The Pubbelly boys are as dangerous to the Miami food scene as the Corleone family was to the New York crime scene. It all began in 2010, with the opening of the Asian gastropub Pubbelly (heard of it?). Jose Mendin, Sergio Navarro, and Andreas Schreiner were first-time owners, dewey-eyed and confident in their high-quality yet affordable, pig-centric fare. Since then, they've gotten bolder and more powerful, opening Pubbelly Sushi, PB Steak, and Barceloneta, in which they are active partners. They've consistently served killer cuisine, and Miami has been clamoring for more.
L'echon Brasserie, their newest venture, opened last Friday, and Short Order had a first bite. Let's just say they made us a bunch of food offers we couldn't refuse.
L'echon is larger than the other PB joints -- 150 seats spread throughout 2,500 square feet of indoor, outdoor, and corporate space -- and decidedly fancier, housed in the renovated Hilton Cabana Miami Beach. But never mind the overpriced valet parking and the air conditioning turned full-blast in the impersonal lobby. Instead, focus on the warm interior, the globular light fixtures, and the divine smell of burning cedar, oak, and hickory woods.
The restaurant, whose name is derived from the Spanish word for "pork" -- lechón -- and is Frenchified with an apostrophe, has a relaxed and cool vibe, but nothing particularly screams French brasserie. Why would the Pubbelly boys go after French cuisine?
"We always wanted to do a French restaurant," Schreiner says. "It's kind of every chef's dream and the cuisine where everything kind of spawned from."
Chef Jose Mendin, alongside executive chef Josh Elliott, offer a menu of breakfast, lunch, dinner, and brunch items. And while many of the dishes are influenced by modern and traditional French cuisine, previous Pubbelly motifs crop up: hamachi crudo, pan con lechón, steak frites. There are also items that have absolutely nothing to do with France, such as jamón ibérico and key lime pie.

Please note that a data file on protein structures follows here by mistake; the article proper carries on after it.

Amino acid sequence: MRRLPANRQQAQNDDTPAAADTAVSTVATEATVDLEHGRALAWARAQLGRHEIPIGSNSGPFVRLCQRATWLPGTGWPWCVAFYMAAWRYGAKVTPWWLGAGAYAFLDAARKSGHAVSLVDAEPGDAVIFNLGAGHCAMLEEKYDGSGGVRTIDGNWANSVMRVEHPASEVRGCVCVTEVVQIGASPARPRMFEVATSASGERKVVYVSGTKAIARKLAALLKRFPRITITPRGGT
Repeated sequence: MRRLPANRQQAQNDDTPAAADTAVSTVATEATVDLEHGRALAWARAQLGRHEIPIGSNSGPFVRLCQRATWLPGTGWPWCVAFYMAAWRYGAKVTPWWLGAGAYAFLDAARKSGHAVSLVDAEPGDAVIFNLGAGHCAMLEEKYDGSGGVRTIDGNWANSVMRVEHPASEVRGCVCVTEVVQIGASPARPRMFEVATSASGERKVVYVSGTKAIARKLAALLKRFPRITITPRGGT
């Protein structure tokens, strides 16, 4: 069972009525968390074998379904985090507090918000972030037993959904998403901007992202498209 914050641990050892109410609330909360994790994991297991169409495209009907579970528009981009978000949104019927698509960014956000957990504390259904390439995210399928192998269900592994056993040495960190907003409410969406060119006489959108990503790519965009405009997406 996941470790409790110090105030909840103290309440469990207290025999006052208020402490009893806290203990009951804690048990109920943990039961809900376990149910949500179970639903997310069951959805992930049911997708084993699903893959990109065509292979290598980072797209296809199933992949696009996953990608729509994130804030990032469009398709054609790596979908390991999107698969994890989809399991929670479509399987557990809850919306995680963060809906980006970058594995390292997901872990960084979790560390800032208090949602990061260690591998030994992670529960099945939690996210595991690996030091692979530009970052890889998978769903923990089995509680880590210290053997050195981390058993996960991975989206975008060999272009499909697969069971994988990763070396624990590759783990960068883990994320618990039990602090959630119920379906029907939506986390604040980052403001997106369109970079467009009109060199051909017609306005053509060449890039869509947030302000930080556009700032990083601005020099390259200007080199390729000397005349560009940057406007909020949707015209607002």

C'est la vie -- we skip the seafood and charcuterie and choose instead something a little more fun and a tad risqué: foie Nutella ($14).
Served on a small wooden board atop a paper napkin stamped with the restaurant's pig logo, two small slices of chewy ciabatta toast come smothered in Nutella and candied hazelnut crumbs. The duck liver mousse sits in a small dish, and we're instructed to "spread as you will." The mousse is silky -- nothing like the hunks of foie we're used to. Of all the things to put on toast, the mix of Nutella and foie may become your new favorite.
Next up, escargots de Bourgogne ($15), served in a cast-iron escargot dish. The snails are tender and not chewy, tucked under a rich pillow of potato-leek espuma and garlic butter. Sprinkled on top are brioche croutons, which add crunchiness to an overall soft, delicate bite. The only thing missing is bread to soak up the lovely, oily, garlicky residue.
For our principle plate, the choices are many, but we settled on the cochon de lait ($24), or suckling pig. The meat is torn apart, put back together, and placed on a panini press to create a beautifully crisp top. Swimming in a delicious mustard-sherry jus and accompanied by a celeriac rémoulade, the pork crackles when cut, and the soft meat soaks up the jus for luscious, moist bites.
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So, how to cap off a (mostly) French meal? With crème brûlée ($10), of course. Like the escargots, the dessert is served in a cast-iron dish; a massive pile of fresh berries rides alongside. There are some vestiges of the classic dessert -- vanilla custard inside and torch-burned sugar on top, but the real magic lies in the twists: a crema catalana foam infused with vanilla bean, orange, and lemon zest; tiny golden white-chocolate pearls; fresh mint; and a bite of Maldon sea salt.
L'echon Brasserie's cuisine is well prepared, tasty, and unique, offering something rare in Miami -- quality French food. Though the Pubbelly boys have strayed from the affordable aspect, dining here is a worthy excuse to, in the words of Tom Haverford, "treat yo'self." Just be sure to go with the classics and to ask for extra bread.